Nigeria: #EndSARS - We Will Not Allow Anarchy in Nigeria - Govt

Young Nigerians holding placards at an EndSARS protest in the northwestern city of Kaduna.
18 October 2020

The Federal Government has warned that it will not allow the country to be thrown into anarchy following the violence that has trailed the #EndSARS protests.

The Minister of Information and Culture, Lai Mohammed, stated this on Saturday when he featured on a late-night Nigeria Television Authority (NTA) news programme, "Weekend File"

The programme entitled, "EndSARS Protest: The Way Forward," was monitored by the News Agency of Nigeria (NAN) in Abuja.

The minister said Saturday's assassination attempt on the Osun Governor, Adegboyega Oyetola, while addressing the protesters was a clear confirmation that the protests had been hijacked by hoodlums and people with ulterior agenda.

He noted that while the original conveners of the protests might have meant well, it was obvious that they were no longer in control of the initiative.

"Peaceful protest is an integral part of democracy and that is why the Federal Government in the last 11 days has treated the protesters in a very civilised manner.

"But, if you look at what happened to the governor of Osun State, it has gone completely beyond peaceful protest against excesses and abuse of power by the police.

"There is nowhere in the world where a government will fold its arms and allow the country to descend into anarchy.

"We are no longer dealing with #EndSARS but a volatile situation that can lead to anarchy if government does not take some very firm steps to protect the lives and livelihood of innocent Nigerians," he said.

The minister added that the protests have gone beyond being peaceful because lives have been lost and innocent Nigerians, including workers and students, are passing through harrowing experiences.

Specifically, he said because the protesters are blocking the roads and highway, workers are finding it difficult to get to their offices and back home while many Nigerians are stranded on the roads.

"We have nothing against peaceful protest but there are civilised ways of doing so.

"This is by going to a venue where you are not going to disturb other Nigerians because where your own right stops, other persons' right begins," he said.

Mr Mohammed said Nigerians should also see the protests as a smokescreen staged to undermine the administration and destabilise the country because all the demands by the protesters had been met by the government.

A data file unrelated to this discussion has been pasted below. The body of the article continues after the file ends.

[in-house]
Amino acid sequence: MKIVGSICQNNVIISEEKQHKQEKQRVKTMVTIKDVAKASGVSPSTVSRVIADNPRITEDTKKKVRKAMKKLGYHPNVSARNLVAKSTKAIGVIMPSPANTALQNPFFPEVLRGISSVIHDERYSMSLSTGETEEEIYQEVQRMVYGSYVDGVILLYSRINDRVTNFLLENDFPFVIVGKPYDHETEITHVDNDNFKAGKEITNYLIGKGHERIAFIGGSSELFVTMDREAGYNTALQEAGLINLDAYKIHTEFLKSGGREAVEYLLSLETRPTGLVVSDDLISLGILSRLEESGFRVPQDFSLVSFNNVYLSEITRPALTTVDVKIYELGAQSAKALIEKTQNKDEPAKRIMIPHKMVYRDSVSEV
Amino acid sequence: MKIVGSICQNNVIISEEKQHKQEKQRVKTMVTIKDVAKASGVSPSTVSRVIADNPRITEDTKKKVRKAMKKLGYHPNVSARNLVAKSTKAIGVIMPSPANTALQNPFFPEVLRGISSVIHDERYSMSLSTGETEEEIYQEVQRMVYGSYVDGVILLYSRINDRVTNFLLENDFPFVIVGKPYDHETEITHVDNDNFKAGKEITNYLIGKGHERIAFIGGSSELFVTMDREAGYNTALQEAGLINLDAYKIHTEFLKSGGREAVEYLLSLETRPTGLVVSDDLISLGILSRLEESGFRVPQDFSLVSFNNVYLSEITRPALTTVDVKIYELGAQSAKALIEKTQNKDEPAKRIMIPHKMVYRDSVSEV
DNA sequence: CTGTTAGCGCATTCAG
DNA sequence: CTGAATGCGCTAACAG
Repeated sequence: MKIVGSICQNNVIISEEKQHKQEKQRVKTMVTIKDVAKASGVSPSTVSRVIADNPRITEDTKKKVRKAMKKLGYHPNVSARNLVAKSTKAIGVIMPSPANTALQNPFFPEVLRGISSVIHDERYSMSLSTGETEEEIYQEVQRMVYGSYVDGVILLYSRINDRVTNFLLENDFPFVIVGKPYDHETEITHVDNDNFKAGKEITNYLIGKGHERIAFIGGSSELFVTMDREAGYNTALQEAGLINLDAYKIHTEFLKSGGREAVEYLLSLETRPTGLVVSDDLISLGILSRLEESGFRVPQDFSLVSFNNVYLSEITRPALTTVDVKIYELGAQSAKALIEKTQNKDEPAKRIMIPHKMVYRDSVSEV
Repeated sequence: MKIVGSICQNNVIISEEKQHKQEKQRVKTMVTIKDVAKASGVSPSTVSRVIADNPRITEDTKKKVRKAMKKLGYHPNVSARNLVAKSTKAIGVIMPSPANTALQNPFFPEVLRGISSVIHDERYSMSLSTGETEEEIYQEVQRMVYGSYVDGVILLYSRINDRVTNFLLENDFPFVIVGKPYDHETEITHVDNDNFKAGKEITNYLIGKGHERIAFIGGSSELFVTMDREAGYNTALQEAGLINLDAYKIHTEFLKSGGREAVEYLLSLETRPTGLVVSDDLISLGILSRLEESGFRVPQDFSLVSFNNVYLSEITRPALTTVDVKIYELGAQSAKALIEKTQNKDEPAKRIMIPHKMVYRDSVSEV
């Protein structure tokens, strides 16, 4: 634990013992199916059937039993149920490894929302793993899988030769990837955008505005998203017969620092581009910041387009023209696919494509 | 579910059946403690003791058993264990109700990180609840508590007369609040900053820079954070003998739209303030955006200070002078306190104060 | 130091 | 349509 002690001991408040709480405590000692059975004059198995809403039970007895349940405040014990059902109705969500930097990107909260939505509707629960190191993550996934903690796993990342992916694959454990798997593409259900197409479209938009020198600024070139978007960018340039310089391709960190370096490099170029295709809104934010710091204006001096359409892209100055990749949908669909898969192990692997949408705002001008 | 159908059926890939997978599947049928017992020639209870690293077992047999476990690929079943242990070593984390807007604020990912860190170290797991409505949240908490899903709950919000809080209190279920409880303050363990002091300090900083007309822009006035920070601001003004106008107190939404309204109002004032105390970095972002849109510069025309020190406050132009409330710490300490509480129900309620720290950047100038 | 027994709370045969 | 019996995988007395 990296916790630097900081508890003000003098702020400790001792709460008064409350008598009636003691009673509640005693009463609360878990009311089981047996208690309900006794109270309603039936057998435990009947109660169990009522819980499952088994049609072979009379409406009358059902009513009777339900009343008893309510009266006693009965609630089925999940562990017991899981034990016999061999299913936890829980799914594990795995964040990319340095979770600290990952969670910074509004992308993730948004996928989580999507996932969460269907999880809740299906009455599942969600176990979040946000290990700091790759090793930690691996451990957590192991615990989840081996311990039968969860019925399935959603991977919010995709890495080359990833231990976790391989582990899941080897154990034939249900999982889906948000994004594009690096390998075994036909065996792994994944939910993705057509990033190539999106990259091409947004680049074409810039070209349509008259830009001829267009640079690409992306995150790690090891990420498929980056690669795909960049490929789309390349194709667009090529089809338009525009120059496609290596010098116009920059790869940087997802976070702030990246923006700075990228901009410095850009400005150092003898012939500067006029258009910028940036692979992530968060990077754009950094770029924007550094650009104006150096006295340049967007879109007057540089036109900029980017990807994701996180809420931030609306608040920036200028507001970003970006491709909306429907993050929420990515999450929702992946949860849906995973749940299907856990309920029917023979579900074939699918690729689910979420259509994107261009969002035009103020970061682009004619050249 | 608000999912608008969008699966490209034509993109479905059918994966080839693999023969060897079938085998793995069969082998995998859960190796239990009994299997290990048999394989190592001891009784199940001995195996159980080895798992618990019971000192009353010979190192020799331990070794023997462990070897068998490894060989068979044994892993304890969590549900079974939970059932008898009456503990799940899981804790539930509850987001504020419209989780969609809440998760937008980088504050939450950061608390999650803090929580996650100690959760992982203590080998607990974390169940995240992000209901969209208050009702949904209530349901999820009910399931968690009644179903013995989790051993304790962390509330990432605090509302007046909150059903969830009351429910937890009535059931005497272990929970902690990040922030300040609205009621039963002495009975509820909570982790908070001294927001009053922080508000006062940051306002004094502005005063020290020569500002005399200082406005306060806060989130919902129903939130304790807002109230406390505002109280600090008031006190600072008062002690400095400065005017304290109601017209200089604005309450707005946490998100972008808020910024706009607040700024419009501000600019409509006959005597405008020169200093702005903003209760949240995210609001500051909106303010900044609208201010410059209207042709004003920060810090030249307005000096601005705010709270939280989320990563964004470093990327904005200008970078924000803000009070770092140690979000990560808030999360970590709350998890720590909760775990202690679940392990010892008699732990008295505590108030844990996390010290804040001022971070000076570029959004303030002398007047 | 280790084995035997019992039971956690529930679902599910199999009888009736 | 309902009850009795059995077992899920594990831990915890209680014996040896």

He reiterated that after the government had responded and met all the demands of the protesters, they ought to have nothing doing on the streets.

He recalled that the protesters on inception came with five demands including, that all arrested protesters should be released immediately and justice must be given to deceased victims of SARS including adequate compensation to be paid to their families.

The minister said the protesters equally demanded that there should be an independent committee to oversee the investigations and prosecution of any members of SARS found guilty of extrajudicial killings.

He said they demanded that all personnel of the disbanded SARS must undergo psychological and medical evaluation as well as retraining before they should be redeployed to other services of the Police.

The protesters also demanded that the salary of the police should be increased in a manner that will be adequately compensated for protecting lives and property of citizens.

In meeting the demands of the protesters, the minister said on Oct. 11, the Inspector-General of Police (IGP) dissolved SARS across the 36 states' Police Commands and the FCT.

He said President Muhammadu Buhari on Oct 12 addressed the nation stating that the disbanding of SARS was a first step in the comprehensive reform of the police.

Mr Mohammed said that On Oct. 13 the IGP ordered all defunct SARS personnel to report at Force Headquarters in Abuja for debriefing as well as psychological and mental examinations.

On the same day, the Presidential Panel on the Reform of SARS accepted the five-point demand of the protesters.

He said the National Economic Council (NEC) presided over by the Vice President with the 36 state governors and FCT Minister as members met on October 15 and directed the immediate establishment of state-based Judicial Panels of Enquiry across the country.

The panels as directed by the Council are to receive and investigate complaints of police brutality and related extra-judicial killings with a view to delivering justice for all victims of the dissolved SARS and other police units.

The NEC also directed governors to immediately establish state-based special security and human rights committee to be chaired by the governor in each state.

The governors are also to supervise the newly formed Police Tactical Unit and other security agencies located in states.

The committee is to ensure the protection of citizens' human rights while members will include representatives of the youths, civil society groups and the head of the Police Tactical Unit in the state.

The NEC also mandated every governor to take control and initiate dialogue with the protesters in their states and the FCT.

The Council directed governors to set up a victim support fund so that those who have been victims of SARS brutality will be compensated.

The minister stressed that with all the steps taken, the government has done more in meeting all the demands of the protesters.

He appealed to Nigerians to be objective in assessing the situation and to see that what is going on is beyond peaceful protest but an attempt by some people to destabilise the country.

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